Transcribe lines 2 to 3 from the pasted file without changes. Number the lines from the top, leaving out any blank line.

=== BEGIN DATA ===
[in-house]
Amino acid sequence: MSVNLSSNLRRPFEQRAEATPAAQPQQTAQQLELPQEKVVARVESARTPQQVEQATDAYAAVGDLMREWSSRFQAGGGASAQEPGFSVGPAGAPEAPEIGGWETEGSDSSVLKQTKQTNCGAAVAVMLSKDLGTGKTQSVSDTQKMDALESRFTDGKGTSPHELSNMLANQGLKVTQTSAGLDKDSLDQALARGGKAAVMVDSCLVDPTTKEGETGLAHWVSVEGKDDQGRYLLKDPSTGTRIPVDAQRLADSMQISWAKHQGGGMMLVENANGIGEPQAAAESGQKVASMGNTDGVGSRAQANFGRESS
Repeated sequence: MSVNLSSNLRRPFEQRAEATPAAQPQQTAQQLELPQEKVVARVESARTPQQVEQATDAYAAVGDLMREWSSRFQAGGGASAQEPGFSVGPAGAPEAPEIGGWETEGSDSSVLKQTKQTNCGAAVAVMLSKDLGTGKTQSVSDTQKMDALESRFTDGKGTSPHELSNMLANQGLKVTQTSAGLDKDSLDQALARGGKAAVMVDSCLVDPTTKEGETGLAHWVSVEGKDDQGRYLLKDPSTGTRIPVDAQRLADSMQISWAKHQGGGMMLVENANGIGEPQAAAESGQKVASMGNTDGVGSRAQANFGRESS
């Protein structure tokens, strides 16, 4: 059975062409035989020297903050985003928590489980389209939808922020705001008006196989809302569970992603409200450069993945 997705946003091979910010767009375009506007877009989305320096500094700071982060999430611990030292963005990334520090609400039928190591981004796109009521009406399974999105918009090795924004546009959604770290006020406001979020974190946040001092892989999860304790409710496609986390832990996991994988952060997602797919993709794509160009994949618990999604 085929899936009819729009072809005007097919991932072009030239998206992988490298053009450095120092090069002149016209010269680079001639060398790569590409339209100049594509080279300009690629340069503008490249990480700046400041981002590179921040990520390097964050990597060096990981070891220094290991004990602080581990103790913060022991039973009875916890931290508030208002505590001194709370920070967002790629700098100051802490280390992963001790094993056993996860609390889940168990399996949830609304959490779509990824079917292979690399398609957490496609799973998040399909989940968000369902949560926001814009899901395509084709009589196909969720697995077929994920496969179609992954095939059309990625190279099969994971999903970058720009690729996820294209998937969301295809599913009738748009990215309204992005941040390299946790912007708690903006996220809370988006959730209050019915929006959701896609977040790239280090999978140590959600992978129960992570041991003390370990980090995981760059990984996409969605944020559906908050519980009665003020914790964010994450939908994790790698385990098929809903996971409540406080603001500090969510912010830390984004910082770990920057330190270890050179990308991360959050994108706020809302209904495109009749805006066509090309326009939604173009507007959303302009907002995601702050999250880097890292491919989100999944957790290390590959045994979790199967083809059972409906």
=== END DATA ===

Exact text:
Amino acid sequence: MSVNLSSNLRRPFEQRAEATPAAQPQQTAQQLELPQEKVVARVESARTPQQVEQATDAYAAVGDLMREWSSRFQAGGGASAQEPGFSVGPAGAPEAPEIGGWETEGSDSSVLKQTKQTNCGAAVAVMLSKDLGTGKTQSVSDTQKMDALESRFTDGKGTSPHELSNMLANQGLKVTQTSAGLDKDSLDQALARGGKAAVMVDSCLVDPTTKEGETGLAHWVSVEGKDDQGRYLLKDPSTGTRIPVDAQRLADSMQISWAKHQGGGMMLVENANGIGEPQAAAESGQKVASMGNTDGVGSRAQANFGRESS
Repeated sequence: MSVNLSSNLRRPFEQRAEATPAAQPQQTAQQLELPQEKVVARVESARTPQQVEQATDAYAAVGDLMREWSSRFQAGGGASAQEPGFSVGPAGAPEAPEIGGWETEGSDSSVLKQTKQTNCGAAVAVMLSKDLGTGKTQSVSDTQKMDALESRFTDGKGTSPHELSNMLANQGLKVTQTSAGLDKDSLDQALARGGKAAVMVDSCLVDPTTKEGETGLAHWVSVEGKDDQGRYLLKDPSTGTRIPVDAQRLADSMQISWAKHQGGGMMLVENANGIGEPQAAAESGQKVASMGNTDGVGSRAQANFGRESS